In 2012, LED faced both good news and a significant challenge. Buoyed by attractive natural gas prices in the U.S. and a greatly improved Louisiana business climate, companies had announced billions of dollars in new plant construction and expansion plans for Louisiana projects.
The building boom meant more than 86,000 new craft workers would be needed in Louisiana through 2016 — a daunting number with the U.S. approaching a significant shortage of skilled construction workers.
Louisiana already possessed some structural advantages for dealing with a construction challenge. In 2006, after Hurricane Katrina, industry leaders from across the state formed the Louisiana Craft Workforce Development Board (LCWDB) to meet recovery needs. They needed a new sustainable plan for the approaching industrial building boom.
In early 2012, LED helped reassemble the craft workforce board, ensuring Louisiana could develop a detailed plan to recruit and train workers to meet the future building demand. Initially, LED and the LCWDB reviewed training approaches to ensure the construction programs were properly aligned at all technical colleges and training centers.
The partners identified The National Center of Construction Education and Research program (NCCER) as a best-practice model in use by the Associated Builders and Contractors trade group.
The craft workforce board encouraged the adoption of NCCER certification at Louisiana two-year colleges and feeder schools and then launched a review of equipment, resources and capacities of the schools.
At the same time, LED developed analytics to map the Louisiana craft workforce and to identify resources required for future projects, along with a strategy for recruiting craft construction workers from outside the state. After the research phase, the craft workforce board made recommendations that were improved and acted upon by the Workforce Investment Council of the Louisiana Workforce Commission.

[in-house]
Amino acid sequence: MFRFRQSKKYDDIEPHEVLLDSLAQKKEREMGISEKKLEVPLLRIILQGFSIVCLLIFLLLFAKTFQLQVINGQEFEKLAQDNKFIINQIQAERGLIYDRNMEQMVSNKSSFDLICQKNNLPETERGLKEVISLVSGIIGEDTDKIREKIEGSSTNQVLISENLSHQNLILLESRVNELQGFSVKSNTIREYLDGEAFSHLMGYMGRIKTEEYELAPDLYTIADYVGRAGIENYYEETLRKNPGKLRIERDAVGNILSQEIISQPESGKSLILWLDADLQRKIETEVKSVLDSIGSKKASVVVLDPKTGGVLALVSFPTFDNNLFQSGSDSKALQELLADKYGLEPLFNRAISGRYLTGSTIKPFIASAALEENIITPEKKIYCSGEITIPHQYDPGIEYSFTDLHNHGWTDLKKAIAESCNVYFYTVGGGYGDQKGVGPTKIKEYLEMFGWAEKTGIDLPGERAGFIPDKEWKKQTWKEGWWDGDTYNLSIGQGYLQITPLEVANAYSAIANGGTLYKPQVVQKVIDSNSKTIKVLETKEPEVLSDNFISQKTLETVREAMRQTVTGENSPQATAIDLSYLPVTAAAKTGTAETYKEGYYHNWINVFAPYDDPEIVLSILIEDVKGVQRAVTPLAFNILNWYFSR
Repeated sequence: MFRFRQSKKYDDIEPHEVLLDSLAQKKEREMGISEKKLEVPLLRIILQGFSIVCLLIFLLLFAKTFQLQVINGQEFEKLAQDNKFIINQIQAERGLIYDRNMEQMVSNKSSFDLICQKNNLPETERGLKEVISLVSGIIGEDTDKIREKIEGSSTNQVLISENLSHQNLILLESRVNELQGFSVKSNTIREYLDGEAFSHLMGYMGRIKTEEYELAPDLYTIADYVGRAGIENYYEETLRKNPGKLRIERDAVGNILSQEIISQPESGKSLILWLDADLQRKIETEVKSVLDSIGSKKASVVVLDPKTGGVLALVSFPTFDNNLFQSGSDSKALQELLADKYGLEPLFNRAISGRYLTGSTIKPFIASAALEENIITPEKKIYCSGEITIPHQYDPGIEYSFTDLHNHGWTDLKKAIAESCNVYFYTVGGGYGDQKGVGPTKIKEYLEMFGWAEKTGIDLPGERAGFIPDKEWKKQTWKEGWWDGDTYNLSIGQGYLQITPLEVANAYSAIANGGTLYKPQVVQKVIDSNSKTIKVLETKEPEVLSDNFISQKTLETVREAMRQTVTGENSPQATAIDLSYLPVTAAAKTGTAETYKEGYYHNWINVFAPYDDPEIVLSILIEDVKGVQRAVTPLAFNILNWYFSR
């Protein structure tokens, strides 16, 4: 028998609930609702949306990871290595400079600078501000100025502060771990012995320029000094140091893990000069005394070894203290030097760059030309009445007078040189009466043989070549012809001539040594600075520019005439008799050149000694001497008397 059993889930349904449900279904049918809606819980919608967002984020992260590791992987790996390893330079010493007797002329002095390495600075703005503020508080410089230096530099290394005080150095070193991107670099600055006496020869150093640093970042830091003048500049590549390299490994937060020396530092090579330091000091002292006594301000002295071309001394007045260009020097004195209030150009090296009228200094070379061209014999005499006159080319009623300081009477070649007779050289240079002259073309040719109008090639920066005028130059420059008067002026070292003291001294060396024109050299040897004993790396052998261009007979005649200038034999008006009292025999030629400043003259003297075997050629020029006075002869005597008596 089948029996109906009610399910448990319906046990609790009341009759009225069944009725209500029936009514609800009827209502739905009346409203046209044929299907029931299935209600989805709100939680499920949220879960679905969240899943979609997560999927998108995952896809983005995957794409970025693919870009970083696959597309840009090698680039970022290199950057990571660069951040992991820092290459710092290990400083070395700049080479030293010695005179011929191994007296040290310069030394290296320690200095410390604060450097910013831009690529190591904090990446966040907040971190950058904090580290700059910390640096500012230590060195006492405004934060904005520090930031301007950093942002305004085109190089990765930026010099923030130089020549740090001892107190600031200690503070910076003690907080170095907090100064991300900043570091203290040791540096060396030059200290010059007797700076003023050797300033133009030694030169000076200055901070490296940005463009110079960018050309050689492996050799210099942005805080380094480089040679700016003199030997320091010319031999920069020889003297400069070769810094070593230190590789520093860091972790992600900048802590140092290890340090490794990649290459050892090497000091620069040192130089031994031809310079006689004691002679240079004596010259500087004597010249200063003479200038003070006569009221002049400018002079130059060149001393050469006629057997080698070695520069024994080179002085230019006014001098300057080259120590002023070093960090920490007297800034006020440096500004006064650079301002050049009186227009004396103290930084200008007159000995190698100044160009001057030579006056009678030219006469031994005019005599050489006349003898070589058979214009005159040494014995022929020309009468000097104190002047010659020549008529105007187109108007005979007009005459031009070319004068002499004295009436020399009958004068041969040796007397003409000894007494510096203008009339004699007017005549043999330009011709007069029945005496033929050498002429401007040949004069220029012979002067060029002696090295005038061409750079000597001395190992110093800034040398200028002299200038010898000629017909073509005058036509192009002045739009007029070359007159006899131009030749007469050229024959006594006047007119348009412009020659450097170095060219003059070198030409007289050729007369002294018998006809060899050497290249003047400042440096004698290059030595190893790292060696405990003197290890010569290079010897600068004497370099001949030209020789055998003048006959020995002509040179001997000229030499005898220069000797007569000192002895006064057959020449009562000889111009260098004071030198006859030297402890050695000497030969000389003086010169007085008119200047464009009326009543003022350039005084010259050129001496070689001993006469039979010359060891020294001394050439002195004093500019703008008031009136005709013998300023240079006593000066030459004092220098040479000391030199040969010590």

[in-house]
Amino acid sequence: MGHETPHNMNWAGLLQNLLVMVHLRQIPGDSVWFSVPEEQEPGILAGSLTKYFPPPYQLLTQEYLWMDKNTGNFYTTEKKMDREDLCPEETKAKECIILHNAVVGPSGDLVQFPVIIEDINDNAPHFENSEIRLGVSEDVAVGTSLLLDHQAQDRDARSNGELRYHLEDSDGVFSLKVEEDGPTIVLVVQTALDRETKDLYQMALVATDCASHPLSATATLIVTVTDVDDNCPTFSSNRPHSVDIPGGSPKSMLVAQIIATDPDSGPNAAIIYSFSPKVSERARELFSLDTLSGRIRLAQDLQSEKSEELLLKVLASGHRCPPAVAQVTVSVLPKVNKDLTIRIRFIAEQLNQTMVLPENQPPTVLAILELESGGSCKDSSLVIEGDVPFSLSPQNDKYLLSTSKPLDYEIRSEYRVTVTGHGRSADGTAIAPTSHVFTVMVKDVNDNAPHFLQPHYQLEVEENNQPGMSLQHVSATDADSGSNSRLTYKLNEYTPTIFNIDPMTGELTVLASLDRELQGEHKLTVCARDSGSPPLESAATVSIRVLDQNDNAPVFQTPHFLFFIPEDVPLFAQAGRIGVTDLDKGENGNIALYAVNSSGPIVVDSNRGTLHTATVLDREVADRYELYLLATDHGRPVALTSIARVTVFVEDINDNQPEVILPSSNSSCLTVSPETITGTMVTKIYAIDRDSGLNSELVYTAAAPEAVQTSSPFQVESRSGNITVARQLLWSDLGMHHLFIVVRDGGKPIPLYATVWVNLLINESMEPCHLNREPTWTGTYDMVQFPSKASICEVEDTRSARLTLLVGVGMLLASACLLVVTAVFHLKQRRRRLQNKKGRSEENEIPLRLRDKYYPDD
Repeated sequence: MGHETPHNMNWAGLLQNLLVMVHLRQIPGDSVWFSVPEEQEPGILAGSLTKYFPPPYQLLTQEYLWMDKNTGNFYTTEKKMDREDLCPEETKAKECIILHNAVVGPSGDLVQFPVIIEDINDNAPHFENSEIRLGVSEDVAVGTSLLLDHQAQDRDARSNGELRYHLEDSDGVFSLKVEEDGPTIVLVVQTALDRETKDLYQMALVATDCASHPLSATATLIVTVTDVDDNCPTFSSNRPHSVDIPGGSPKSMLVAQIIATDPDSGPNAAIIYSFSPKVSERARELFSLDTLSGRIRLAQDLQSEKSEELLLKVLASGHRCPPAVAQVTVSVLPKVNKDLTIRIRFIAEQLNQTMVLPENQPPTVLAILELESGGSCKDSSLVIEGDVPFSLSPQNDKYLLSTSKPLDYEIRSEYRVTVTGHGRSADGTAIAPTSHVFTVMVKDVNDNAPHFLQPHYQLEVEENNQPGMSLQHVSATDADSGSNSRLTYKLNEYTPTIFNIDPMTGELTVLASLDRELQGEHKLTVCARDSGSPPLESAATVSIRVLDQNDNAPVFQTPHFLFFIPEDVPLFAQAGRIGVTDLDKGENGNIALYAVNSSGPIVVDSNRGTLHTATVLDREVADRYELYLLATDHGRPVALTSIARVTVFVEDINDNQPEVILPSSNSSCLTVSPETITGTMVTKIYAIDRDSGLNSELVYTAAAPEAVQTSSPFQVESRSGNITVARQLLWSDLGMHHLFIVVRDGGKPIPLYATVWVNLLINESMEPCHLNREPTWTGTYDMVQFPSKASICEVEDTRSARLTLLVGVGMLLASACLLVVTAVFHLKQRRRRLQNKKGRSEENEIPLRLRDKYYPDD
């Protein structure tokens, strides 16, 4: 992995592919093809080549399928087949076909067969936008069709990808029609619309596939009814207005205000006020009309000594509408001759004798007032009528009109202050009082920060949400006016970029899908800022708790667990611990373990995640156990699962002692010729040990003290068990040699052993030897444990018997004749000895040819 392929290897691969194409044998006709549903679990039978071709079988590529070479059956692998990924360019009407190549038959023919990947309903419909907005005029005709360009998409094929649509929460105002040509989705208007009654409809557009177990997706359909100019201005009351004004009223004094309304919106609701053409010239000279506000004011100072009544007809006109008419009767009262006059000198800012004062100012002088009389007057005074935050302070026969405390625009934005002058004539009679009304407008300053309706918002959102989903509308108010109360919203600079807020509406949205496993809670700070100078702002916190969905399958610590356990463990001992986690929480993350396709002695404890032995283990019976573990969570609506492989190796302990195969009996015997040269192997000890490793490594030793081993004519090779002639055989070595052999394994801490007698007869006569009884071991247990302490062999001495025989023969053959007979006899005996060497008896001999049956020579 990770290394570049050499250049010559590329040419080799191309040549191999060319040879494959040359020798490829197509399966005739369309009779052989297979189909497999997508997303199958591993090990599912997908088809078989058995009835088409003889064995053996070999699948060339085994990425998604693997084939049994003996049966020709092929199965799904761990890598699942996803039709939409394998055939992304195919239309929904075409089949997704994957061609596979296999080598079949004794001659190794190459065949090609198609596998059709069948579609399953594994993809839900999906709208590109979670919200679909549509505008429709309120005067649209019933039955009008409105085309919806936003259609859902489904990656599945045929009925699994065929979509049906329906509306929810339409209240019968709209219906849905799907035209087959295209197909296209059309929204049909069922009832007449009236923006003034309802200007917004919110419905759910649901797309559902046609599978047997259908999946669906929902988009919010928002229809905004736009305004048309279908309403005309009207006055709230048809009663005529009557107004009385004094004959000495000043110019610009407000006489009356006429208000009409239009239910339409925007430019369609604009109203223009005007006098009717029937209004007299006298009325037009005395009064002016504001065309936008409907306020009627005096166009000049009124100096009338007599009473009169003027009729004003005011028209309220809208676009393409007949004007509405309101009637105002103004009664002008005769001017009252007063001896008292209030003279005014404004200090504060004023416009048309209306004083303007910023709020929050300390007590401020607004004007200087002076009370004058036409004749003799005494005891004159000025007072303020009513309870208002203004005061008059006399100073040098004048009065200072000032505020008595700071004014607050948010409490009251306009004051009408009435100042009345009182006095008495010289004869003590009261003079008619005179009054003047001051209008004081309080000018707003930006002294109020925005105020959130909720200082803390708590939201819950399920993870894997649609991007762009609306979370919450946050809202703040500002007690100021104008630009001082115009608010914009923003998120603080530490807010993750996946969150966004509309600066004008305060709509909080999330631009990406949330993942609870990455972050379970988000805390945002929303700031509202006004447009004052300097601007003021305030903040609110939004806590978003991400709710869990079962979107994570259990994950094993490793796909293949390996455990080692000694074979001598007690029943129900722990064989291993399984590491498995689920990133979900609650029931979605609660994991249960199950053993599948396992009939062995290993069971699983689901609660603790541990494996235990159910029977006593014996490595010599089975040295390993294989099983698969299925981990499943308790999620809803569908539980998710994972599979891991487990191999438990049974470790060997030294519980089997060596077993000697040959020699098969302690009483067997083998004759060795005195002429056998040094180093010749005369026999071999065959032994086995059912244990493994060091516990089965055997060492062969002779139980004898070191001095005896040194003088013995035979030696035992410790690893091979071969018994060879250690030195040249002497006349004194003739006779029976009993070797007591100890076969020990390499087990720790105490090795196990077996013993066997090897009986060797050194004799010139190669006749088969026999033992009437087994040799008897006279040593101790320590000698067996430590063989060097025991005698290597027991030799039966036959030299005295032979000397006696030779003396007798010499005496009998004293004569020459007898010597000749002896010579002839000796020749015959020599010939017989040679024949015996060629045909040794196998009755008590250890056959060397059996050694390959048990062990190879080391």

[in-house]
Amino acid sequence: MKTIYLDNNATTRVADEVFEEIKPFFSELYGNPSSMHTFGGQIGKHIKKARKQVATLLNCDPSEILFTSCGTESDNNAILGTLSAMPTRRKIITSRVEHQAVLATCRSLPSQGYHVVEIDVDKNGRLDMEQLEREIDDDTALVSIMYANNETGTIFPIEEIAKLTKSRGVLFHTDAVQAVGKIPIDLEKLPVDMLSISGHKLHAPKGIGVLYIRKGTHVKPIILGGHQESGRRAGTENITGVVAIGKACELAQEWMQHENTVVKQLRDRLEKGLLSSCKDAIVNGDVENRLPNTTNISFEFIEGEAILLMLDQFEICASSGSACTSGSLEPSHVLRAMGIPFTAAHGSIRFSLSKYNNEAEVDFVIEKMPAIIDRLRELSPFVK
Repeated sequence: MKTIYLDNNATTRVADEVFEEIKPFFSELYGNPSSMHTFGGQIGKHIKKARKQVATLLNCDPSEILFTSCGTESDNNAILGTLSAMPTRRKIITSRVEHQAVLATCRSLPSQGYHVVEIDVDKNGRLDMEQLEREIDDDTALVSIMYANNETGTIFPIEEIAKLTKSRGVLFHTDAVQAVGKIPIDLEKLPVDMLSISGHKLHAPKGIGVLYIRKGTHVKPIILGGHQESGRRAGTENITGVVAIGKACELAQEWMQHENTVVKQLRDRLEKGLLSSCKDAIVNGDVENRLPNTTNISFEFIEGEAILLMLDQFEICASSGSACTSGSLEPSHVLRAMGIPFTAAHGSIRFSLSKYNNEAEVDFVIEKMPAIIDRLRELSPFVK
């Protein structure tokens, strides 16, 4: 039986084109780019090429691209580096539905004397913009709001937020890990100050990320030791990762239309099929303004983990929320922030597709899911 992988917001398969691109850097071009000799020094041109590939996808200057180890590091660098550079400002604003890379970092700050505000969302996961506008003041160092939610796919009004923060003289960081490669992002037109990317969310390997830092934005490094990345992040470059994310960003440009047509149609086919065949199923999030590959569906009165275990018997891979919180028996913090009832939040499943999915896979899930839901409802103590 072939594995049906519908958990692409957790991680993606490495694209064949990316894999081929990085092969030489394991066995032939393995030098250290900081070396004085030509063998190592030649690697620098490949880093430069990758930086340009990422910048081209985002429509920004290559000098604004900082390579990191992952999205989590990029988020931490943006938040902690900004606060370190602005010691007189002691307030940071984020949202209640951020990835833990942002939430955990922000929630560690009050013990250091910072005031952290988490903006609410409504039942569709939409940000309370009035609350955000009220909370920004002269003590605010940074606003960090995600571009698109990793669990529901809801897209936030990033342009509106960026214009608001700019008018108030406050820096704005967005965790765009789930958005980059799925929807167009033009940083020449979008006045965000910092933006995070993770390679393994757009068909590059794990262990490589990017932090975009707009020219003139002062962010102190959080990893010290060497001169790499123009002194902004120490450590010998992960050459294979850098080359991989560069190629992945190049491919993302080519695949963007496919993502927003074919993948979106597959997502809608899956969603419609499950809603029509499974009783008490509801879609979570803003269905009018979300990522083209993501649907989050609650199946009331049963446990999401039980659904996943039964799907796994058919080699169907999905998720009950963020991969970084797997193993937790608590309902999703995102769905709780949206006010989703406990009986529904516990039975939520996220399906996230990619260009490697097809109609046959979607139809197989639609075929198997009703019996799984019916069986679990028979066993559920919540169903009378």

“We have totally changed Louisiana’s skilled labor training model,” said Connie Fabré of the Greater Baton Rouge Industry Alliance. “I think one of the biggest impacts is that we can offer more training to kids in high school so they can become industry-certified and get a job immediately following graduation.”
“I’ve really been amazed at the speed of action,” said Mike Albano of The Dow Chemical Company. “The technical college system schools have already begun utilizing the NCCER curriculum, which will have a dramatic impact on the number of students ready for the craft jobs of the future.”
In support of these efforts, LED has allocated $4.7 million to craft worker training — a 20 percent increase over the previous year — in addition to a Workforce Training Rapid Response Fund of $10 million, a portion of which will be used for craft training.
In addition, more than $250 million in Facilities with a Purpose funding was approved by the Legislature to expand the Louisiana Community and Technical College System’s career and technical education capacity.
“I’m very proud of the way industry, the state and educators came together to get Louisiana on track,” said Plant Manager Kelly Serio of Formosa Plastics. “We have a solid, long-term model for training employees to meet demands of businesses currently based here and companies coming into our region.”